What restaurants should look like, and will hopefully do so again in the near future.

nervousness about going back into work and likely into a series of very busy shifts. They have their own concerns about the virus and the new way of working, while quite often they’ll have new colleagues to interact with. Much of what was familiar to them has changed.

Another huge issue, however, is the massive shortage of staff. So many good people have left the industry during the pandemic – a situation that’s been compounded by the restrictions on freedom of movement around Europe.

“Many of our guests don’t want to be reminded that there are new rules and regulations to abide by; they just want to have a good time.”

Many of our guests don’t want to be reminded that there are new rules and regulations to abide by; they just want to have a good time. They don’t want to follow a one-way system to the bathroom, and they forget to put on a mask. They certainly don’t want to be reminded, by someone they don’t know, to observe these new measures. No one really enjoys being told what to do, after all, not least when they are out having fun. What we can do though, as employers, is to empower our teams with confidence. Give your teams some key phrases to use when talking to difficult guests about the new restrictions. Encourage them to speak up and if the smile isn’t coming naturally, then to fake it until they make it. Even with masks on, it’s evident from our eyes when we are smiling, so they mustn’t fall into the trap of thinking their expressions are hidden and should always act like their face is in full view. Employers should understand when staff are doing that. It is by no means easy to keep smiling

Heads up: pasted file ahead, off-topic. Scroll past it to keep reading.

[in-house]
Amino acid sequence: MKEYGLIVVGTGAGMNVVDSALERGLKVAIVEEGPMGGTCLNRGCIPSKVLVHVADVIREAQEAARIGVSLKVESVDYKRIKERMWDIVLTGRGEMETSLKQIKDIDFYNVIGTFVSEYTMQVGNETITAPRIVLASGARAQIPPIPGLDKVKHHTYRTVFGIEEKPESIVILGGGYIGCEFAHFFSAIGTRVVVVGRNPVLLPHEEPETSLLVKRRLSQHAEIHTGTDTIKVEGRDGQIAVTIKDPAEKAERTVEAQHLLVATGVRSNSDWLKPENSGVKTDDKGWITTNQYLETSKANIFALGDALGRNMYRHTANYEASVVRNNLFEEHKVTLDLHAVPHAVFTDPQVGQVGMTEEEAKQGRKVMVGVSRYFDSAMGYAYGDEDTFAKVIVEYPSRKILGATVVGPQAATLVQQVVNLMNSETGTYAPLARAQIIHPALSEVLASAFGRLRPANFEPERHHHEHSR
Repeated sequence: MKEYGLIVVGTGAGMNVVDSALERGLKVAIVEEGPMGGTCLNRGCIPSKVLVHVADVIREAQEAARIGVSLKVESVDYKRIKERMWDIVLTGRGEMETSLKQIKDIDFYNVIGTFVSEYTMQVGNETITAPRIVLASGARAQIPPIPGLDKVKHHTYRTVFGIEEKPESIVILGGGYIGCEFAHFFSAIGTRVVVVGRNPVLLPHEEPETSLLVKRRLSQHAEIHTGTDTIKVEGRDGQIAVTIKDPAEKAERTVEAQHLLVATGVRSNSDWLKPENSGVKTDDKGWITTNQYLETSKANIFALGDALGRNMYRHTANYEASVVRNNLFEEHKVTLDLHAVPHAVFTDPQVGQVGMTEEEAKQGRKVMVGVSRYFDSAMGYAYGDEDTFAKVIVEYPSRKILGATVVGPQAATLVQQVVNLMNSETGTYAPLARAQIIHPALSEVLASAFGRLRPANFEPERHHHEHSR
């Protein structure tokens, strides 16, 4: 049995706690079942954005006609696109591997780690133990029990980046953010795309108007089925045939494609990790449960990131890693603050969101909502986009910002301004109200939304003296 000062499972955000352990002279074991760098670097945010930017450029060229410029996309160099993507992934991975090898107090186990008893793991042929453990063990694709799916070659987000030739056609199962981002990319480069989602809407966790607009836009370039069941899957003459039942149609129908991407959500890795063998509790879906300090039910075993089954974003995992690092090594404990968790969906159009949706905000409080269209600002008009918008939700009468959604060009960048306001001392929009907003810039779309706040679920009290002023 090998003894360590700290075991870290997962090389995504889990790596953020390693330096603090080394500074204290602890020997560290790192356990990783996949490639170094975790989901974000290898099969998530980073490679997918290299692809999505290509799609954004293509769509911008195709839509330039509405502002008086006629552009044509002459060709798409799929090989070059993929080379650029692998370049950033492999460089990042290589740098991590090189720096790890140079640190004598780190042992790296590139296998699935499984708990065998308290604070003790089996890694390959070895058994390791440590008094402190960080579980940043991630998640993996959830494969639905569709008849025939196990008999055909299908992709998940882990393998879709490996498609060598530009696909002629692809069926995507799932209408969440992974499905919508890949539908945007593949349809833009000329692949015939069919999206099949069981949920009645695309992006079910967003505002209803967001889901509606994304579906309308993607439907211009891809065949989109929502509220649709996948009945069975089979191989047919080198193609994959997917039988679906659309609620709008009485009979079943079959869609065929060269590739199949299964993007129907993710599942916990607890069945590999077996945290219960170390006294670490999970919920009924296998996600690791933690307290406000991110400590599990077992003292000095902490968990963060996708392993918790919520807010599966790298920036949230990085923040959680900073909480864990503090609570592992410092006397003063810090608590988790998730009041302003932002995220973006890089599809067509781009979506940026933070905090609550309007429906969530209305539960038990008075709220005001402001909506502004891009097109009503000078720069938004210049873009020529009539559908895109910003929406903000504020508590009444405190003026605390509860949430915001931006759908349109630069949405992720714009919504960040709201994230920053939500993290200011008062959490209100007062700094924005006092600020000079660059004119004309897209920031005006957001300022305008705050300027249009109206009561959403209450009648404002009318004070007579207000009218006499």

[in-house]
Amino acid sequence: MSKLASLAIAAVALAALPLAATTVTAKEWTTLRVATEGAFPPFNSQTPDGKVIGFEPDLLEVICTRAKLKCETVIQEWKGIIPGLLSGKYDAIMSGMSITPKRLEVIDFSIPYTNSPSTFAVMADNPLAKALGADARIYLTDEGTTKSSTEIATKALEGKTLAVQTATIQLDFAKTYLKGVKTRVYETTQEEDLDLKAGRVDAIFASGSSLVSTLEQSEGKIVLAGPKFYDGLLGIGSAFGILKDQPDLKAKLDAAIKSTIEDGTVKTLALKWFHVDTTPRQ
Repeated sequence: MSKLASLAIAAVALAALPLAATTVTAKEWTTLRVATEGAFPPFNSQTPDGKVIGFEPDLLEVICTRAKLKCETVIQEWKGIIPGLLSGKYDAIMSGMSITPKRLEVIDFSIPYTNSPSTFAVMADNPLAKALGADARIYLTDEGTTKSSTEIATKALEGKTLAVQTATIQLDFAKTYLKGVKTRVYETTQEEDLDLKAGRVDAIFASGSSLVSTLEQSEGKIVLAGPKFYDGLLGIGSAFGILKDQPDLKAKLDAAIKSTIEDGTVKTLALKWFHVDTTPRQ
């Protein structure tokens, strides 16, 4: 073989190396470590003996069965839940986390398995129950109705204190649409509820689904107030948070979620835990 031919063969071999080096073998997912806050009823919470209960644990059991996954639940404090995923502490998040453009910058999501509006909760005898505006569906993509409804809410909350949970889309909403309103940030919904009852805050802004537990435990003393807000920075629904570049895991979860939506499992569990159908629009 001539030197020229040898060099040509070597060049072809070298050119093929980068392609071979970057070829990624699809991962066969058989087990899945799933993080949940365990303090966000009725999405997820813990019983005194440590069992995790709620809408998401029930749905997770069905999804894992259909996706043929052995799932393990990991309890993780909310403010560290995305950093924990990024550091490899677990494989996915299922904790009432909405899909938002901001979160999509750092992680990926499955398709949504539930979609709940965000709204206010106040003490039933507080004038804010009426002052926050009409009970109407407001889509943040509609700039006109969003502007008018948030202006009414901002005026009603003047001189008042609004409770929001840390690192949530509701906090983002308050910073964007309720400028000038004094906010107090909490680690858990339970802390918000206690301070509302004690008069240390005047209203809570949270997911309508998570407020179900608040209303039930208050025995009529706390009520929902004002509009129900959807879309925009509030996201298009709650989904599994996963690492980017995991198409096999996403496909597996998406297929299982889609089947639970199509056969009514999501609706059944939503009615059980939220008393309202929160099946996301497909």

even though it’s a given of our trade, so praise them, thank them and appreciate this additional, new hard and tiring work.

Respectful of others

Both employers and guests perhaps need to be reminded that some visitors and staff remain super cautious about the virus. Some people will be constantly looking out for their own safety, while others – probably a growing group as those wearing their double vaccination label increases hour by hour – are fed up and are less inclined to respect the rules and guidelines. Both sides have their own reasons for viewing things as they do, and we should be wary of judging anyone – be they cautious or cavalier – but we do need to highlight the rules where necessary. I don’t think there is any harm reminding our guests that the team serving them are working hard to give them the best experience – but that there are new processes that are still being learned. Signage with humour is great. Lots of friendly reminders that Covid restrictions are not imposed by today’s receptionist or waiter but are coming from a much higher power.

Above all, though, be kind – a phrase that has been worn out by constant use. How can we get that message out to the wider public? Consider just putting that ‘Be kind’ on your signs, and on menus too. We’re all delighted to be back open and trading, but everyone has to adjust. The pandemic has affected each and every one of us in different ways, and we all need to be mindful of that and considerate of others. One day soon we can, hopefully, see the remaining restrictions lifted. But in the meantime, we all need to work together to make that possible. ●

Hotel Management International /


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